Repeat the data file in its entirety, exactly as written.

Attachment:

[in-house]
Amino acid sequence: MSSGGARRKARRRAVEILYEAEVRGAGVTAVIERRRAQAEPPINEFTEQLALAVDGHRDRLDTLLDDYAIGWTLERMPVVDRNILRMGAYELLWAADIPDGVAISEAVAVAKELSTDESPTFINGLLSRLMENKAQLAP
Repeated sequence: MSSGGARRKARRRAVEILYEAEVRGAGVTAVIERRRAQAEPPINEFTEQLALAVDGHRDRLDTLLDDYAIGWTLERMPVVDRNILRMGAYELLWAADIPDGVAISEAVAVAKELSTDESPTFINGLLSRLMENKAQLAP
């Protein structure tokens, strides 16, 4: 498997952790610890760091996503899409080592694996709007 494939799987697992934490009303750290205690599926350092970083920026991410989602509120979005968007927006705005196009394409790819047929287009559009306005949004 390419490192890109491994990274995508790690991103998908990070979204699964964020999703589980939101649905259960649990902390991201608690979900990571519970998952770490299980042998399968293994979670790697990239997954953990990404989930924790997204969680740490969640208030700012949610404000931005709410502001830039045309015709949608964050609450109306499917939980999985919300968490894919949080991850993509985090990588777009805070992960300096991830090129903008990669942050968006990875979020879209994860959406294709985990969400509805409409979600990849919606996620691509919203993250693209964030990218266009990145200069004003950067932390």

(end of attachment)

[in-house]
Amino acid sequence: MSSGGARRKARRRAVEILYEAEVRGAGVTAVIERRRAQAEPPINEFTEQLALAVDGHRDRLDTLLDDYAIGWTLERMPVVDRNILRMGAYELLWAADIPDGVAISEAVAVAKELSTDESPTFINGLLSRLMENKAQLAP
Repeated sequence: MSSGGARRKARRRAVEILYEAEVRGAGVTAVIERRRAQAEPPINEFTEQLALAVDGHRDRLDTLLDDYAIGWTLERMPVVDRNILRMGAYELLWAADIPDGVAISEAVAVAKELSTDESPTFINGLLSRLMENKAQLAP
């Protein structure tokens, strides 16, 4: 498997952790610890760091996503899409080592694996709007 494939799987697992934490009303750290205690599926350092970083920026991410989602509120979005968007927006705005196009394409790819047929287009559009306005949004 390419490192890109491994990274995508790690991103998908990070979204699964964020999703589980939101649905259960649990902390991201608690979900990571519970998952770490299980042998399968293994979670790697990239997954953990990404989930924790997204969680740490969640208030700012949610404000931005709410502001830039045309015709949608964050609450109306499917939980999985919300968490894919949080991850993509985090990588777009805070992960300096991830090129903008990669942050968006990875979020879209994860959406294709985990969400509805409409979600990849919606996620691509919203993250693209964030990218266009990145200069004003950067932390």